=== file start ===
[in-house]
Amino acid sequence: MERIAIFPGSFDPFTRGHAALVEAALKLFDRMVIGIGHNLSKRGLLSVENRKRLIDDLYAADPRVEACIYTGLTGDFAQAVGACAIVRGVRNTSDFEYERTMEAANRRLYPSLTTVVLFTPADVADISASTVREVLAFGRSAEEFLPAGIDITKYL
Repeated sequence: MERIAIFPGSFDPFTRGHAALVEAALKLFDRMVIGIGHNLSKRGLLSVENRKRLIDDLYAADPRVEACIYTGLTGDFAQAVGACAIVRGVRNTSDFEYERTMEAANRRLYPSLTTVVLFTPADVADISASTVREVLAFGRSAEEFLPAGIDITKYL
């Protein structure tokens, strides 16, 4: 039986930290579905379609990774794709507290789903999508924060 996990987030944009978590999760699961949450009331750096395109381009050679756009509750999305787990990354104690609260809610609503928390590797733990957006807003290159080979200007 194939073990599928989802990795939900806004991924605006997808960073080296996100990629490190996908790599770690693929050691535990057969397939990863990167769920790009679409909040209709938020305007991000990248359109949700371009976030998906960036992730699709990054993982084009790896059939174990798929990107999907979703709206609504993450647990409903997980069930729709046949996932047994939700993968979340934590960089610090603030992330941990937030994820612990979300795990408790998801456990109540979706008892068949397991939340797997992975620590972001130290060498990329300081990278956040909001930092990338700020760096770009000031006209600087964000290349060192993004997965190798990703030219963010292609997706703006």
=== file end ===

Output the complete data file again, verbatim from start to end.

[in-house]
Amino acid sequence: MERIAIFPGSFDPFTRGHAALVEAALKLFDRMVIGIGHNLSKRGLLSVENRKRLIDDLYAADPRVEACIYTGLTGDFAQAVGACAIVRGVRNTSDFEYERTMEAANRRLYPSLTTVVLFTPADVADISASTVREVLAFGRSAEEFLPAGIDITKYL
Repeated sequence: MERIAIFPGSFDPFTRGHAALVEAALKLFDRMVIGIGHNLSKRGLLSVENRKRLIDDLYAADPRVEACIYTGLTGDFAQAVGACAIVRGVRNTSDFEYERTMEAANRRLYPSLTTVVLFTPADVADISASTVREVLAFGRSAEEFLPAGIDITKYL
């Protein structure tokens, strides 16, 4: 039986930290579905379609990774794709507290789903999508924060 996990987030944009978590999760699961949450009331750096395109381009050679756009509750999305787990990354104690609260809610609503928390590797733990957006807003290159080979200007 194939073990599928989802990795939900806004991924605006997808960073080296996100990629490190996908790599770690693929050691535990057969397939990863990167769920790009679409909040209709938020305007991000990248359109949700371009976030998906960036992730699709990054993982084009790896059939174990798929990107999907979703709206609504993450647990409903997980069930729709046949996932047994939700993968979340934590960089610090603030992330941990937030994820612990979300795990408790998801456990109540979706008892068949397991939340797997992975620590972001130290060498990329300081990278956040909001930092990338700020760096770009000031006209600087964000290349060192993004997965190798990703030219963010292609997706703006």